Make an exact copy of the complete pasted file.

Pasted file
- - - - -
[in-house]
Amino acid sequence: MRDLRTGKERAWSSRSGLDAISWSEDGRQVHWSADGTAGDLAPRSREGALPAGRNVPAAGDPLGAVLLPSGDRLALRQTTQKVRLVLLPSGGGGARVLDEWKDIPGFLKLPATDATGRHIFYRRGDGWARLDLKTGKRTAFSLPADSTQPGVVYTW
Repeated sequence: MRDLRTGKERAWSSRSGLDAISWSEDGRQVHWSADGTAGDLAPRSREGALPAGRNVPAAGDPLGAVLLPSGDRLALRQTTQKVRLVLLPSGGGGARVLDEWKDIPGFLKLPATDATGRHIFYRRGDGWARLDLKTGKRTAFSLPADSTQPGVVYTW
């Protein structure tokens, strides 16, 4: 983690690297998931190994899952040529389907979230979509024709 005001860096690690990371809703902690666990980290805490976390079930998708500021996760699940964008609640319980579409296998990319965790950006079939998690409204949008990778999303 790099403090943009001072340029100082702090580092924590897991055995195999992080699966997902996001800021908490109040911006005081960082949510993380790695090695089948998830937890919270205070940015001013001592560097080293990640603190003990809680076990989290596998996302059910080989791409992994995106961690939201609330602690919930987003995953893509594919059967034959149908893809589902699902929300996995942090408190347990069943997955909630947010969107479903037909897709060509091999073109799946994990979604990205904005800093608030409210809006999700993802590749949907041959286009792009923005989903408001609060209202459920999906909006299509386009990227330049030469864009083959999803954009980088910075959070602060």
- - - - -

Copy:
[in-house]
Amino acid sequence: MRDLRTGKERAWSSRSGLDAISWSEDGRQVHWSADGTAGDLAPRSREGALPAGRNVPAAGDPLGAVLLPSGDRLALRQTTQKVRLVLLPSGGGGARVLDEWKDIPGFLKLPATDATGRHIFYRRGDGWARLDLKTGKRTAFSLPADSTQPGVVYTW
Repeated sequence: MRDLRTGKERAWSSRSGLDAISWSEDGRQVHWSADGTAGDLAPRSREGALPAGRNVPAAGDPLGAVLLPSGDRLALRQTTQKVRLVLLPSGGGGARVLDEWKDIPGFLKLPATDATGRHIFYRRGDGWARLDLKTGKRTAFSLPADSTQPGVVYTW
């Protein structure tokens, strides 16, 4: 983690690297998931190994899952040529389907979230979509024709 005001860096690690990371809703902690666990980290805490976390079930998708500021996760699940964008609640319980579409296998990319965790950006079939998690409204949008990778999303 790099403090943009001072340029100082702090580092924590897991055995195999992080699966997902996001800021908490109040911006005081960082949510993380790695090695089948998830937890919270205070940015001013001592560097080293990640603190003990809680076990989290596998996302059910080989791409992994995106961690939201609330602690919930987003995953893509594919059967034959149908893809589902699902929300996995942090408190347990069943997955909630947010969107479903037909897709060509091999073109799946994990979604990205904005800093608030409210809006999700993802590749949907041959286009792009923005989903408001609060209202459920999906909006299509386009990227330049030469864009083959999803954009980088910075959070602060």